After the OAS Report on Nicaragua, What’s Next?

By Manuel Sandoval Cruz*

Ruth Tapia, the Ortega-Murillo government’s representative at the OAS Permanent Council.  Photo: Juan Manuel Herrera/OAS

HAVANA TIMES – On November 25, the Permanent Council of the Organization of American States (OAS) met to review the report presented by the High-Level Diplomatic Commission on Nicaragua.

The Commission was created by this same entity by mandate of a resolution approved on June 28, 2019, at the OAS General Assembly (Medellin, Colombia). The members are from Paraguay, Jamaica, Argentina, Canada and the United States.

The report concludes that given the systematic violation of human rights and the situation that prevails in Nicaragua since April 2018, “there is an alteration of the constitutional order that seriously affects the democratic order under the terms of article 20 of the Inter-American Democratic Charter.”

What is interesting about the report, what concerns this article, is the recommendation of a dialogue. Again, to dialogue? Yes, the inter-American system recommends a third dialogue with the dictatorship, they want the way out to be in the framework of a negotiation between the parties: the dictatorship and the Civic Alliance for Justice and Democracy.

However, the OAS has seen that in the country the dialogue has not worked. On the contrary, it has served to oxygenate the repressive tactics of the regime that has left deaths, forced disappearances, imprisonment, exile and a fast deterioration of the economy.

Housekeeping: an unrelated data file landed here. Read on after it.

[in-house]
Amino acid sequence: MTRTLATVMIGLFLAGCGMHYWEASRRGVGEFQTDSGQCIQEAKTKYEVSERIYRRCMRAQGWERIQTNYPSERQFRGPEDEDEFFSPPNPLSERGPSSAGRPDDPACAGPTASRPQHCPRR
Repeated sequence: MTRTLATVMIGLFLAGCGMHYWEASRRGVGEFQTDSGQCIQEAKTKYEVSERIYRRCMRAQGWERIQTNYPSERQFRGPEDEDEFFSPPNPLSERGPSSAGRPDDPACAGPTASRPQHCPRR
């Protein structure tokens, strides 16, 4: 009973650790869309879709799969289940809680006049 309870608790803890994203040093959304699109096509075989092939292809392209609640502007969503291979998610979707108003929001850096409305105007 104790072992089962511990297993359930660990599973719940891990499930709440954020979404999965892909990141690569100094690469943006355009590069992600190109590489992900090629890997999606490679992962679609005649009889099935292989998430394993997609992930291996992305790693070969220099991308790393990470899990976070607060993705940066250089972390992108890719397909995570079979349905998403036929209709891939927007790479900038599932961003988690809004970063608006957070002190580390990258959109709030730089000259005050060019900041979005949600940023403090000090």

I’m not denying that dialogue can be useful as an alternative mechanism for conflict resolution. It can work when there is a political will to solve the conflict that was originated by state terrorism led from the presidential bunker in El Carmen.

We have seen, analyzed and it has been shown how much dialogue works in regimes such as Venezuela (held first in Venezuela, then in Norway and finally in Barbados), or when have we seen a significant result of a dialogue in Cuba? And, in our case, what solution to the crisis resulted from the two attempts in the country?  In neither were there results in matters of justice and democracy, the main demands of the Nicaraguan people.

Ortega-Murillo will only dialogue when financing the State budget becomes unsustainable, when their money, security and assets (obtained through illicit enrichment) are threatened by sanctions or by internal pressures, that are very efficient against the dictatorship.